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Alexander’s Turn

Publishing Date : 25 December, 2017

Benson C Saili

World conqueror seeks immortality ala Gilgamesh but only to die at age 33

Alexander the Great (356-323 BC) is almost unanimously acknowledged as history’s greatest military general. Having succeeded to the throne of the Greek Kingdom of Macedonia on the demise of his father King Phillip II in 336 BC, he went on to conquer the whole of Europe, North Africa, and the Middle East – all lands that were deemed the hub of the mainstream world at the time. What is even more remarkable is that he accomplished these feats at the tender age of only 33!

There are two aspects to the breathtaking saga of Alexander.  There is the aspect that historians treat as viable history. Then there is the aspect they dismiss as pure myth or fantastical embellishment. This you will never find in the pages of one, single institutional textbook. Why? Because it talks about gods, angels, paradise, oracular visits, etc, which your modern historian simply would not reconcile with his myopic, single-track view of literal history.

To your university educated historian, gods, angels and paradise have supernatural connotations and therefore would not be part and parcel of this temporal world. How ignorant! For the gods and angels even of the Bible were not ethereal beings, now we know courtesy of the Sumerian tablets: they were flesh-and-blood beings like you and I. Clearly therefore, the gods and angels who feature in the Alexander story were not metaphysical beings: they were Anunnaki, finish and klaar.

What do we learn from the Sumerian chronicles in relation to the character and morality of the gods, as the Anunnaki were called? A typical blot about them was that they were unashamedly promiscuous – on the basis of our concept of morality as mankind, that is. For example, they fathered children with human queens or such members of the nobility behind the back of the king or some such aristocratic spouse, perhaps not so much for simple lust as for politically strategic purposes.

A case in point is Enki’s fathering of Noah by Lamech’s wife Batanash.  As a result, even during the era of the pharaohs, a number of them claimed they were demigods because they were surreptitiously fathered by gods. It turns out that in the case of Alexander too, King Phillip was his father in name only. His real father was a god, an Anunnaki.   


Let us first of all demonstrate that the Greek gods and the Old Testament gods were one and the same but known by different names. In fact, the names were not different as such: they were simply linguistic variations of the same name. But the bottom line is that both the Greek and Old Testament  gods were Anunnaki.

The Greeks did not believe in only one god. In fact, no ancient  civilisations worshipped or revered one god. Even the Old Testament gods, it is now common knowledge, were disparate entities merged into the compound term Jehovah: that  we have demonstrated in our earlier articles. Even our primordial ancestors as Africans invoked not Modimo (Setswana for God) but Badimo (the living dead as a collective).  The  unitarisation of Badimo into Modimo is a recent fad.

The Greeks had a pantheon of twelve gods they called Olympians. At the head of these gods was Zeus. Who was Zeus? He was said to be the “King of the Gods”. In Sumerian records, the King of the  Gods was Anu, “Our Father Who Art In Heaven”, the ruler of the planet Nibiru. But in Greek theology, Anu  was known as Uranus and he was said to be the father of Kronos, who in turn was the father of Zeus. Kronus thus was  the equivalent of Enlil in the Anunnaki pantheon. What that entails is that Zeus was the king of gods who were based on Earth,  not the cosmic king of the gods like Uranus was.   However, in the Anunnaki pantheon,  the king of gods on Earth was Enlil, or Kronus in Greek theology, not Zeus. So, who was the real ruler of Earth: Zeus or Enlil?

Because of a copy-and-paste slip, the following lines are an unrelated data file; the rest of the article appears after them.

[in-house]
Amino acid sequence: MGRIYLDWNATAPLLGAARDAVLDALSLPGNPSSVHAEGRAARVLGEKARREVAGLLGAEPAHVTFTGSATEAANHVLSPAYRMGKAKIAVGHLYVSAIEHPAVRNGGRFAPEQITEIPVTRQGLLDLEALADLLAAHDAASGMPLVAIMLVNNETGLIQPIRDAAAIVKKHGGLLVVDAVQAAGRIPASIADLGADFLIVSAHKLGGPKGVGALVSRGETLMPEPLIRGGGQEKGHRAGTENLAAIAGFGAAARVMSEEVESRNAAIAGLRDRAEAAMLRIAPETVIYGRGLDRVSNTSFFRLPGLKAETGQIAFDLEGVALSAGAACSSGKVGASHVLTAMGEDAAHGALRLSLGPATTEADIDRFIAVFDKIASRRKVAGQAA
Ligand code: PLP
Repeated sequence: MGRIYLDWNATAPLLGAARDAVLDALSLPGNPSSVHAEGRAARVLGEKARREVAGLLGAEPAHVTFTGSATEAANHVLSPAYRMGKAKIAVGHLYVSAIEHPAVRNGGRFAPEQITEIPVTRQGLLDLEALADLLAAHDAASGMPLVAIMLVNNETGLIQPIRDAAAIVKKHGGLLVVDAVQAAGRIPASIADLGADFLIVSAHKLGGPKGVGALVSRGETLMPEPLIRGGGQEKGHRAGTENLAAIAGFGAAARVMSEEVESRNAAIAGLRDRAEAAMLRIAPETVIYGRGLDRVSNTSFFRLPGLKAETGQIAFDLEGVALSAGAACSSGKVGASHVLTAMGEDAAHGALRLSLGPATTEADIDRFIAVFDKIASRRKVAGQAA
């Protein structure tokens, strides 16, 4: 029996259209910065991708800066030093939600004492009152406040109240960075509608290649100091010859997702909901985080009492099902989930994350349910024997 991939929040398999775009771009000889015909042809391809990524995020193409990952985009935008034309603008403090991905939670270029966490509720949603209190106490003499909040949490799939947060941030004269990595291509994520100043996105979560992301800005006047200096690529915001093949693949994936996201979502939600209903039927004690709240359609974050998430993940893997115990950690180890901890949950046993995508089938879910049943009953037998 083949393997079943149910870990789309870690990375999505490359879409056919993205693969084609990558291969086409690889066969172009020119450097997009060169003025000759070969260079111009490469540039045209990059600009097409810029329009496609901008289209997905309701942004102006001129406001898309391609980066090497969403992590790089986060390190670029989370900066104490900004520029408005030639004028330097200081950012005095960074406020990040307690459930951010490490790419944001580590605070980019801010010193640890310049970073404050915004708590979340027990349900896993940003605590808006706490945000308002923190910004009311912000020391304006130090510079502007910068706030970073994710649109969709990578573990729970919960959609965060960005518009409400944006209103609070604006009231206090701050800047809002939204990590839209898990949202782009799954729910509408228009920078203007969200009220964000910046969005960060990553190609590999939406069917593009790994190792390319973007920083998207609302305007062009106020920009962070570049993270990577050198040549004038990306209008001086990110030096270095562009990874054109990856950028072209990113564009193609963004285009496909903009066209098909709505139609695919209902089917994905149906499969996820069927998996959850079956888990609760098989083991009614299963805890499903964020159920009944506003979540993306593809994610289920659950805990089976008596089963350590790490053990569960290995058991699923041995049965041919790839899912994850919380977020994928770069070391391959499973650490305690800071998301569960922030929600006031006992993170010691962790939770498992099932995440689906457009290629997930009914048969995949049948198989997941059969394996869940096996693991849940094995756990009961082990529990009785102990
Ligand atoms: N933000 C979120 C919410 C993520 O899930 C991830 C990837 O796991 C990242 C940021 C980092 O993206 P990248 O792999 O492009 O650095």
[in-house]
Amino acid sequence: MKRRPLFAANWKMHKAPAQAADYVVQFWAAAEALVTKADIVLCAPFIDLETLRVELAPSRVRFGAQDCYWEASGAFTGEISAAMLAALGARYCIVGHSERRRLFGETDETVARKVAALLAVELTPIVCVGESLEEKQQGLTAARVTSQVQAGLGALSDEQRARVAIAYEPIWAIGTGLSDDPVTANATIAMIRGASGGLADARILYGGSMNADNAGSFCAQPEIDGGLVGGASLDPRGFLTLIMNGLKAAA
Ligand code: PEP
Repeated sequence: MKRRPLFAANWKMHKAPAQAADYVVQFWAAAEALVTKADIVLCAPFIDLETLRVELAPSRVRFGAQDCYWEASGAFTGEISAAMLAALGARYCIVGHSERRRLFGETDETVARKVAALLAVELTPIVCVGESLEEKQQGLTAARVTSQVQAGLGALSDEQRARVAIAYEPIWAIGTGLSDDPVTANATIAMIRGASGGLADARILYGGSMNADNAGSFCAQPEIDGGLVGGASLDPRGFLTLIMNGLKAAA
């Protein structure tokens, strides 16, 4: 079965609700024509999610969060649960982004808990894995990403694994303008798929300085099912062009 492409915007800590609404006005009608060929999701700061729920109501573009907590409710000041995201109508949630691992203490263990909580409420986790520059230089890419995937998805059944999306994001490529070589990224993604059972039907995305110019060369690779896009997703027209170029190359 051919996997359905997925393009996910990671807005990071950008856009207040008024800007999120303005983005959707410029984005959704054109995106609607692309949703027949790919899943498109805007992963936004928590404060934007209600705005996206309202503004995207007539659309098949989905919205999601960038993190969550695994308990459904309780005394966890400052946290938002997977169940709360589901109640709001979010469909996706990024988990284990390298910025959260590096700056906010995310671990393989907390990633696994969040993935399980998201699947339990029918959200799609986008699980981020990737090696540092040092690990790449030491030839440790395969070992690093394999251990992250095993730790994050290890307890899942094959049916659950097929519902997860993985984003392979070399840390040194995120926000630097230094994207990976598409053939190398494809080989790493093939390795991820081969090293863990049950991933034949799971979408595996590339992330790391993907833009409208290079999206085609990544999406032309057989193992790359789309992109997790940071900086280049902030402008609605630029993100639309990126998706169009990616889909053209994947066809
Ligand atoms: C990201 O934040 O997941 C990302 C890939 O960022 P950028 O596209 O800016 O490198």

If you have been reading the Earth Chronicles, you will have noted that as the BC era wound down, Enlil, who was Earth’s initial Chief Executive, began to retreat from centre stage and delegated his duties mainly to Nannar-Sin, his second-born son. Thus to the Enlilites or people who worshipped Enlilite gods, Nannar-Sin was the de facto King of the Gods. So was Nannar-Sin equivalent to the Greek’s Zeus?

Literally,  the term Zeus, in its original rendering,  meant “He Who Is Here”. When addressed to a god, it meant  “The One (a title for a divine being) Who Rules Here on Earth”. In short, this is “Earth Lord”,  “Ruler of the World”, or “God of Earth”. The biblical term Jehovah is best explained in some African languages, one of which is setswana. In setswana, it is “Ye-o-fa”, meaning “The One Who is Here”.  Thus Jehovah and Zeus meant the same thing – the divine ruler of Earth.

Now, Greek theology tells us Zeus had scores of children  but the most significant were the twins Apollo and Artemis, a boy and girl. In the Sumerian  accounts, these, as we have explained, are Utu-Shamash and Inanna-Ishtar, the  children of Nannar-Sin. The Sumerian chronicles also tell us that Nannar-Sin had upwards of 70 children, the reason he was also known as Aten or Adonai in the Bible, both  of which meaning “The Fertile One” in a reproductive sense. Zeus, it emerges, was Nannar-Sin. But was it Nannar-Sin who was the real father of Alexander the Great? Certainly Not. Alexander’s real father was Marduk, the son of the great god Enki.